Even though I suspect someone pointed out his error to him at some point, Clinton’s strategy still seemed to be predicated on that elementary misunderstanding.  She focussed her efforts on the big states, while Obama spread his attention across all states, big and small.  Her strategy made sense in a winner-take-all system, but those weren’t the rules of the game she was playing.

This is why you now hear Clinton complaining “if we had the Republican system I’d be President right now”.  She lost in part because her strategy seemed to assume that the Democrats already used the Republican system!

Now, maybe you feel sympathy for her, losing because of this error, but I don’t.  One role of a primary is to test a candidate’s skills at running a large organization.  This is particularly important when the candidates are Senators, as opposed to Governors who (one assumes) already have this kind of experience.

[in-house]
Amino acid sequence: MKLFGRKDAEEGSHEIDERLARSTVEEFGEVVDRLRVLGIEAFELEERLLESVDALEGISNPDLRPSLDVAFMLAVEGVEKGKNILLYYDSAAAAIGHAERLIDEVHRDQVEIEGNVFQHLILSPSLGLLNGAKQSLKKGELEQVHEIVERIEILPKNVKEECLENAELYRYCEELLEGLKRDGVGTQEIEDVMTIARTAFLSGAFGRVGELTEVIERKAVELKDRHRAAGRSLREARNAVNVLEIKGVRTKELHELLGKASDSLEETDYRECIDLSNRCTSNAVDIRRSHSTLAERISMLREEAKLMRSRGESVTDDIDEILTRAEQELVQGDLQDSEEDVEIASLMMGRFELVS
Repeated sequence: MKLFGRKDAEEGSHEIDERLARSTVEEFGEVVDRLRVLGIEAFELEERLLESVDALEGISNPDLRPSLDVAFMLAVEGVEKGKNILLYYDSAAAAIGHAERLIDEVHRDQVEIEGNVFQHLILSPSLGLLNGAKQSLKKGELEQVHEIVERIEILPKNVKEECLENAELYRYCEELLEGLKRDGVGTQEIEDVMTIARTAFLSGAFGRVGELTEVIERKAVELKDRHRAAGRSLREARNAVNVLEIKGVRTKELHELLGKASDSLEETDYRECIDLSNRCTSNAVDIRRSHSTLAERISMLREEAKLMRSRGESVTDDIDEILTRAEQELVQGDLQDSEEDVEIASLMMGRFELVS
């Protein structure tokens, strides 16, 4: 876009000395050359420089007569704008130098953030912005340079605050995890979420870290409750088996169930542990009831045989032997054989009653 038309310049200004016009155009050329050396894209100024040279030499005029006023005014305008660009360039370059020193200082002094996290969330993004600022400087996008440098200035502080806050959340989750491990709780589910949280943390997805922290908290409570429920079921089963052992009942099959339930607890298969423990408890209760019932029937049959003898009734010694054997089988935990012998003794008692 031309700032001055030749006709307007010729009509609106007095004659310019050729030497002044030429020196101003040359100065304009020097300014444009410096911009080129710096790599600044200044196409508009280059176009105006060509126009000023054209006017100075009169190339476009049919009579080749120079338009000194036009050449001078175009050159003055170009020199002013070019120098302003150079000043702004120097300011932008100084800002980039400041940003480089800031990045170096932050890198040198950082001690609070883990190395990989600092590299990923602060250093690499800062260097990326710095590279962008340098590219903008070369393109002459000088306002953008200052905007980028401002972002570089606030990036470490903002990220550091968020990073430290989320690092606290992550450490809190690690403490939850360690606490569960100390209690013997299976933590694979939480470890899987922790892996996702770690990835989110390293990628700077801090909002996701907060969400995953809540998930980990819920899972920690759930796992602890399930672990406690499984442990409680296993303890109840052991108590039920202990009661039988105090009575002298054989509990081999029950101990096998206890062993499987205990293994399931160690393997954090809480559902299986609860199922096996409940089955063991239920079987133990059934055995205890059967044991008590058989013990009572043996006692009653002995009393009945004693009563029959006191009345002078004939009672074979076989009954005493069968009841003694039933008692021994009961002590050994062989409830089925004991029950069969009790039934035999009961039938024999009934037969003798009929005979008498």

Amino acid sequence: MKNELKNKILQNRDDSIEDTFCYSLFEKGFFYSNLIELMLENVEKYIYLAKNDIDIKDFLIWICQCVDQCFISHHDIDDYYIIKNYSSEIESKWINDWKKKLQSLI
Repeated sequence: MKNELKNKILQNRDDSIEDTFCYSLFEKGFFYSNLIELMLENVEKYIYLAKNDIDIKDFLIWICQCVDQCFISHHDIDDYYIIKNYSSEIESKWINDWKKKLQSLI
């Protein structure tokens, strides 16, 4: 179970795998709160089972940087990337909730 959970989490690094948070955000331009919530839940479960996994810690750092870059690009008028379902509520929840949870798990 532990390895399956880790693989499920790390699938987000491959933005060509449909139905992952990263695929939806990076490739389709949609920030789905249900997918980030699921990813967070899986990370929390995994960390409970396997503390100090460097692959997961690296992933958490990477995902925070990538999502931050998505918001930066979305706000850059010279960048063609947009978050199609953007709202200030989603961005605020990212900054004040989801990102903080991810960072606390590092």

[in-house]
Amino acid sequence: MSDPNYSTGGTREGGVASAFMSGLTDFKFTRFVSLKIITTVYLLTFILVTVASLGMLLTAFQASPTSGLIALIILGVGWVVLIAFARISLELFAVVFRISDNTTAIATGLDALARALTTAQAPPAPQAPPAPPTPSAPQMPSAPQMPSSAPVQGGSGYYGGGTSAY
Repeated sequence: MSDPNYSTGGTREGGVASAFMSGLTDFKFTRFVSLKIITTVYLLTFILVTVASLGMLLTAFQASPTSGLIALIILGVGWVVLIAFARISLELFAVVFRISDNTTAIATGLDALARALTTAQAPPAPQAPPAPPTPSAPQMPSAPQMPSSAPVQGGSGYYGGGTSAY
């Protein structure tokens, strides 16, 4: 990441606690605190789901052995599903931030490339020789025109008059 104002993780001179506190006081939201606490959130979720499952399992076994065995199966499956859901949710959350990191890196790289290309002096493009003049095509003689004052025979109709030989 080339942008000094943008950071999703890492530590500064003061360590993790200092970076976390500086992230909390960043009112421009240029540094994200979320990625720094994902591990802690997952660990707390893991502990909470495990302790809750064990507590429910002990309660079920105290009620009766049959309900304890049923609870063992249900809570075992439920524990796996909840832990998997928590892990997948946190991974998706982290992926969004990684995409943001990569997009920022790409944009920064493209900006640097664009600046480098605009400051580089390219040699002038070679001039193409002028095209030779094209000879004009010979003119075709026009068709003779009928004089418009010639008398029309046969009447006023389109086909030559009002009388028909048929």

A big part of a President’s job is choosing the right people for the most powerful roles in the United States.  If she can choose a chief strategist that doesn’t have a clue about the strategy of winning a democratic primary, what would that say about the people she would put in charge of our government should she be elected President?

The good news is that barring some kind of unanticipated calamity, Obama has won the primary, and from there I give him 3:1 odds on being the next US President.